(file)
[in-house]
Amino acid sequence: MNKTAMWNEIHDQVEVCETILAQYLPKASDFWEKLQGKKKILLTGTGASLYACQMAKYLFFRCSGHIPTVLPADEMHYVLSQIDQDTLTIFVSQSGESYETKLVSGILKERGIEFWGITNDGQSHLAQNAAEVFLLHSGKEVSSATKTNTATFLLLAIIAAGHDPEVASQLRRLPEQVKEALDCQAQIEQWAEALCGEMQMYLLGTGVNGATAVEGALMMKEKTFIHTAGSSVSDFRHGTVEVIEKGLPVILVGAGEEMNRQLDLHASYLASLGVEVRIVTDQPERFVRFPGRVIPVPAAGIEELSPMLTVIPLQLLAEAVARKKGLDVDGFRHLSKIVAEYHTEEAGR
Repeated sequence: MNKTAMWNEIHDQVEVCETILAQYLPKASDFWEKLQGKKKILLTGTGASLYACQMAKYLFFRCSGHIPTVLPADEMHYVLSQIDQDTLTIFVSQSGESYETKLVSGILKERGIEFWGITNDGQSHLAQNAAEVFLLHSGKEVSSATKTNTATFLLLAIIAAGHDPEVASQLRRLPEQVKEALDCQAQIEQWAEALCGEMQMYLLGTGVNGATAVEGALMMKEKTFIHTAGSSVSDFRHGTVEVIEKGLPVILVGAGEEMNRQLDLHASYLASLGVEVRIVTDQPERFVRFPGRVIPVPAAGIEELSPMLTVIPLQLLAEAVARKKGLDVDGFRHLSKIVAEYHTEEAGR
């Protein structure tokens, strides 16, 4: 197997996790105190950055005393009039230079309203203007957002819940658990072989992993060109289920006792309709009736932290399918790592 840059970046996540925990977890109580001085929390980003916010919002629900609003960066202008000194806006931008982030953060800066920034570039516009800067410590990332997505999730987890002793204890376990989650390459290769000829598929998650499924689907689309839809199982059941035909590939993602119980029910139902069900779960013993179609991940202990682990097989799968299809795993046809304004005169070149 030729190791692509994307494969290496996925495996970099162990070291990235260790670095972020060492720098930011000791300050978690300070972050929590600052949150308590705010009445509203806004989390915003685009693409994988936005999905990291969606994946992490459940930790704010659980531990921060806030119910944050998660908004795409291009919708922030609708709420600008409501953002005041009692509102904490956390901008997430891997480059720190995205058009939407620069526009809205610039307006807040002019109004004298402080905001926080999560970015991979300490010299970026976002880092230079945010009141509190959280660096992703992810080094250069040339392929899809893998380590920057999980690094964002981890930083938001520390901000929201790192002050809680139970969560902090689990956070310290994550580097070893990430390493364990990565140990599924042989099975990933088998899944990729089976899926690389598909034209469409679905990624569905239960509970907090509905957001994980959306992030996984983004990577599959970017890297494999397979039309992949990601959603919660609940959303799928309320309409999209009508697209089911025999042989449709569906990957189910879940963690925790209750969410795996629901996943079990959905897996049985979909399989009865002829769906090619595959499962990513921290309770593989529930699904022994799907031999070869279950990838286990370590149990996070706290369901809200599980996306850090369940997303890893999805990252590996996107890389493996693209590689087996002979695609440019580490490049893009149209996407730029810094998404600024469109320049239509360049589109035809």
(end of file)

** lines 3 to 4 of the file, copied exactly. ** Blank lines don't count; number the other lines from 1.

Repeated sequence: MNKTAMWNEIHDQVEVCETILAQYLPKASDFWEKLQGKKKILLTGTGASLYACQMAKYLFFRCSGHIPTVLPADEMHYVLSQIDQDTLTIFVSQSGESYETKLVSGILKERGIEFWGITNDGQSHLAQNAAEVFLLHSGKEVSSATKTNTATFLLLAIIAAGHDPEVASQLRRLPEQVKEALDCQAQIEQWAEALCGEMQMYLLGTGVNGATAVEGALMMKEKTFIHTAGSSVSDFRHGTVEVIEKGLPVILVGAGEEMNRQLDLHASYLASLGVEVRIVTDQPERFVRFPGRVIPVPAAGIEELSPMLTVIPLQLLAEAVARKKGLDVDGFRHLSKIVAEYHTEEAGR
């Protein structure tokens, strides 16, 4: 197997996790105190950055005393009039230079309203203007957002819940658990072989992993060109289920006792309709009736932290399918790592 840059970046996540925990977890109580001085929390980003916010919002629900609003960066202008000194806006931008982030953060800066920034570039516009800067410590990332997505999730987890002793204890376990989650390459290769000829598929998650499924689907689309839809199982059941035909590939993602119980029910139902069900779960013993179609991940202990682990097989799968299809795993046809304004005169070149 030729190791692509994307494969290496996925495996970099162990070291990235260790670095972020060492720098930011000791300050978690300070972050929590600052949150308590705010009445509203806004989390915003685009693409994988936005999905990291969606994946992490459940930790704010659980531990921060806030119910944050998660908004795409291009919708922030609708709420600008409501953002005041009692509102904490956390901008997430891997480059720190995205058009939407620069526009809205610039307006807040002019109004004298402080905001926080999560970015991979300490010299970026976002880092230079945010009141509190959280660096992703992810080094250069040339392929899809893998380590920057999980690094964002981890930083938001520390901000929201790192002050809680139970969560902090689990956070310290994550580097070893990430390493364990990565140990599924042989099975990933088998899944990729089976899926690389598909034209469409679905990624569905239960509970907090509905957001994980959306992030996984983004990577599959970017890297494999397979039309992949990601959603919660609940959303799928309320309409999209009508697209089911025999042989449709569906990957189910879940963690925790209750969410795996629901996943079990959905897996049985979909399989009865002829769906090619595959499962990513921290309770593989529930699904022994799907031999070869279950990838286990370590149990996070706290369901809200599980996306850090369940997303890893999805990252590996996107890389493996693209590689087996002979695609440019580490490049893009149209996407730029810094998404600024469109320049239509360049589109035809």